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The U.S. government has long sought to distance itself from the morally inexcusable war on Yemen — but this public relations effort is even more difficult after The New York Times reported on May 3 that, in December of last year, U.S. Special Forces (commonly known as the Green Berets) deployed to Saudi Arabia’s border with Yemen. Though Saudi Arabia and the UAE are occupying parts of Yemen, the countries rely on Yemeni, Latin American, Sudanese, Blackwater and even al-Qaeda mercenaries to fight on the ground. Mercenaries also include former U.S. Military officer Stephen Toumajan, who commands the UAE’s military helicopter branch. The Saudi-Yemeni border, on the other hand, represents the only front where Yemeni and Saudi soldiers are engaged in direct on-the-ground combat. By placing American special forces at the Saudi-Yemeni border, the United States is engaged in direct combat with Yemen’s Houthis.
Not only does this reality contradict the Pentagon’s previous statements about its involvement in Yemen, it also brings into question the U.S. government’s intended goals. Is the U.S. military so committed to achieving Saudi Arabia’s mission to regain control of Yemen that it is willing to risk American lives? Alternatively, if the U.S. is advising and training soldiers, repairing and refueling aircraft, patrolling Yemeni waters alongside Saudi Arabia and now fighting Yemenis on the ground, is it really just Saudi Arabia’s war on Yemen?
Following the latest revelations of the increased U.S. role in Yemen, Sen. Bernie Sanders announced he would seek “further clarification on these activities,” while Rep. Mark Pocan urged Congress to “stop this secret, unconstitutional war.” Yet members of Congress ought to consider that this has always been America’s war — from the very beginning.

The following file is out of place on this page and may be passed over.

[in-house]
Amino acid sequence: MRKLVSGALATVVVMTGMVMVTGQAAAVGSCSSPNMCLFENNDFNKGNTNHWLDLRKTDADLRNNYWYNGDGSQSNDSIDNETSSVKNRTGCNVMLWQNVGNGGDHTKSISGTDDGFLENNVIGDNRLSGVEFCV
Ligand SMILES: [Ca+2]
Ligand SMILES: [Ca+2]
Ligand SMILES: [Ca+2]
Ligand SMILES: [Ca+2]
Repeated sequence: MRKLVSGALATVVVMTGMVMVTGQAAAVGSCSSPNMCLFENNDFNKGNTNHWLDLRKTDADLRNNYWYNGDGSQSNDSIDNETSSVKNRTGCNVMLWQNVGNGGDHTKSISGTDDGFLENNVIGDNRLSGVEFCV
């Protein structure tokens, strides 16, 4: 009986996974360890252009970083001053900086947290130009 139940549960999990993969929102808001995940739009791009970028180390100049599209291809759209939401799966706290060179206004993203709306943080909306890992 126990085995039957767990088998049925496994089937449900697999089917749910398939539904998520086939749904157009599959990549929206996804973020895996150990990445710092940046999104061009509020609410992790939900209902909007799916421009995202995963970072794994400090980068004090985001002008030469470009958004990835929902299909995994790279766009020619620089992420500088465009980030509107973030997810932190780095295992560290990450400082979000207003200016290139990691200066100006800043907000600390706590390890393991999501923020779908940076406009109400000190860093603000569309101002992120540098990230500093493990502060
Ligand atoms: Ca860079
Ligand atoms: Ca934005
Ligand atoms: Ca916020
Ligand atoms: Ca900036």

Under the pretense of restoring Yemen’s United Nations-recognized president Abd-Rabbu Mansour Hadi to power and curtailing Iran’s supposed influence in Yemen, the Saudi-led coalition — including the United States — launched a brutal military campaign on March 26, 2015. Arms dealers across the world rushed to capitalize on a golden opportunity: customers with deep pockets.
Despite purchasing the latest “smart” bombs that, in theory, should minimize civilian casualties, the Saudi-led coalition continues to kill staggering numbers of civilians in Yemen. These include indiscriminate attacks on civilians and civilian infrastructure that have led to the collapse of the health, economic and educational sectors in Yemen. Recently, airstrikes targeted a wedding party that left the bride and 32 others dead, while the injured endured an hour-long journey to the nearest Doctors Without Borders-supported hospital using donkeys. Saudi Arabia and its allies are also using starvation as a weapon by imposing a land air and sea blockade that keeps food and medicines out, while trapping people in. Despite committing apparent war crimes in Yemen, they continue to be assisted militarily by members of the international community.